Published in the 808 Scene Zine. There is only one genre of music that genuienly speaks to the soul. With a melody that could only be born on the backs of slavery and segregation, the blues can mend the pieces of a shattered heart or send tears streaming down your face with a slight bend of a note.
From Blind Lemon Jefferson to Muddy Waters, the blues has the power to lead you through those dark places and make them bright as day.
I remember the first time I experienced a Friends of Adam performance. Let me emphasis this. It wasn't just another show. It was a mind-altering experience and a musical education in itself. Clayton Campania, was melting faces with his effortless mastery of his guitar, Ernie Ecraela holding down the low end with his bass and Justin Inocelda not missing a single beat on drums. What I was witnessing were three of the most incredible musicians I've ever seen and this was nearly 2 years ago, they've gotten even better since then.
From day one I've taken it upon myself to drag my friends, co-workers and pretty much anyone who happens to be within a 20ft. radius of me, to these shows. I knew all I had to do was get them through those doors and it would be over, I'd make them a fan for life. This has been my mission whenever I see the name Friends of Adam on a flyer and a date next to it.
Yes, the music spoke to me, but it wasn't just the music that kept me coming back. It was their audience. Wherever and whenever they play they're surrounded by friends who I know would, without hesitation, stand up for them in a heartbeat. It feels like family whenever they're all standing in a room together and I quickly became one of them.
I've seen a lot of bands over the years and I have never seen a reaction from an audience like those who see Friends of Adam for the first time. There was one show in particular that summed up who they were for me and how tight knit the local blues scene on the island is.
It was a night at Sand Island RnB. They were sharing the set with fellow blues artists, Lovechile & St. Funk. I remember sitting there as each band played their hearts out as only they knew how. 1:30am starting showing its ugly face as the waitress announced last call, most of the bar crowd began their drunken stumble out the door. BUT... the music was still playing. The ridiculously amazing John Hart and his band St. Funk were closing the night and refused to unplug. Blues artists are a fickle bunch and John Hart being the sound man for the night decided he didn't want it to end.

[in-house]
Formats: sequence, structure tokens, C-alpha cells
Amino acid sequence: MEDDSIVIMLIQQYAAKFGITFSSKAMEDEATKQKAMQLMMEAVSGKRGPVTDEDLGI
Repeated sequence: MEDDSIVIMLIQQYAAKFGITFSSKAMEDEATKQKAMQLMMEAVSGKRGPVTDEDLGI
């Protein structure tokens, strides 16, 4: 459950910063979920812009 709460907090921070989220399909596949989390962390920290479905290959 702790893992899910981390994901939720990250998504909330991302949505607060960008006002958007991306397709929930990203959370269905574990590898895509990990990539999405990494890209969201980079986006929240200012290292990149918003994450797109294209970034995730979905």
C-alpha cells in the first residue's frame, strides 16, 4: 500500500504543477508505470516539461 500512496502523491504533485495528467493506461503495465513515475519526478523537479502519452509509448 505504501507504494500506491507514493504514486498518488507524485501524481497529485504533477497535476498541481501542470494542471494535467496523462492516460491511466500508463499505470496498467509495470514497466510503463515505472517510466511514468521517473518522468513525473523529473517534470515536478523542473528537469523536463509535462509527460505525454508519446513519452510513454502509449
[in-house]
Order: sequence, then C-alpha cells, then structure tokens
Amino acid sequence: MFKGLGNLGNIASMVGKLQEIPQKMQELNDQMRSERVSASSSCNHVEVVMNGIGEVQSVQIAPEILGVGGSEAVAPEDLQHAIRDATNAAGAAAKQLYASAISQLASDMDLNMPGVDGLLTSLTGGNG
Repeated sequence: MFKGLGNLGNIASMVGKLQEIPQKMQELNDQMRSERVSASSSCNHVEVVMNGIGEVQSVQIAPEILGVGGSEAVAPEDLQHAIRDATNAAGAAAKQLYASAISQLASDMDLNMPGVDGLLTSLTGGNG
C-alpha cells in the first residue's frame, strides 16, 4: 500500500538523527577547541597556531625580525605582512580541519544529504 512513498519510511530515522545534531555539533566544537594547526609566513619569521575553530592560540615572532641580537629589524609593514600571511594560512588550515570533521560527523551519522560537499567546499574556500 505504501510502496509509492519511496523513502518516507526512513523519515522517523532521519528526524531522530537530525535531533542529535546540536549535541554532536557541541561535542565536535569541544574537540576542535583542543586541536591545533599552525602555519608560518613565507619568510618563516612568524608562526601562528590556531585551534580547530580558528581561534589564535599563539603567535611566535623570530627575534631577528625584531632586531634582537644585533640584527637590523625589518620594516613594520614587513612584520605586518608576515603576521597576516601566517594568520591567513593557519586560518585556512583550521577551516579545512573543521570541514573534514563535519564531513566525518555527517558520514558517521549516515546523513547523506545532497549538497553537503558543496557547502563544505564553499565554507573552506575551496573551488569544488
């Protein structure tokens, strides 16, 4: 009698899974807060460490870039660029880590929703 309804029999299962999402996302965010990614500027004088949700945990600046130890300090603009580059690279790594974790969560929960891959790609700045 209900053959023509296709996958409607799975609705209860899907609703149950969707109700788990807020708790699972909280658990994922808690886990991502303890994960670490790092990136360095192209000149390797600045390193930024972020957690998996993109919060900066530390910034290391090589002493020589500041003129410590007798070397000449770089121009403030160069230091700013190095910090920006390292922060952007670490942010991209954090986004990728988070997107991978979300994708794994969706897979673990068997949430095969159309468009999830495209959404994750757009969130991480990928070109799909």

To my surprise he invited Friends of Adam back on the stage to join his band for a crazy rendition of George Clinton's We Want the Funk, one final song to top off the night. Of course Clay & Co. obliged. Jamm, frontman for Lovechile joined them on stage with a few from his band as well. Did I mention St. Funk also had their horn section on the stage as well? He even invited Jen, the manager of the bar to sing with them (in my opinion, she has a voice reminiscent of Janis Joplin meets Aretha Franklin).
So now that the entire bar staff was on stage along with every band that played that night, they weren't going to unplug just because it happened to be nearing 2:30am. I sat there with two friends of mine, (the last remaining of the faithful) eyes bulging out of their sockets and mouths hanging on the floor for the most epic musical experience I have ever witnessed. I was nailed to my seat by the sound. I lost my voice from screaming so loud and so long that night. There were only the three of us remaining in the audience. The musicians onstage seemed not to mind that it was nearing 3am because they seemed to be having so much fun playing together. The guitar virtuosos effortlessly traded off solos back and forth and laughing while doing it. Friends of Adam brings the same excitement and passion to every performance I've ever been to.
Friends of Adam have time and time again proven that music is what binds us all. Destroying all stereotypes of how traditional blues are supposed to be played, all the while tearing apart every stage they've ever stepped on. From the smallest dive bar in Waikiki to the blaring lights of Pipeline Cafe and just recently, opening for a national act at the Waikiki Shell, they have sent a strong message that they're gonna keep going and I'm sure they'll be making plenty of friends along the way.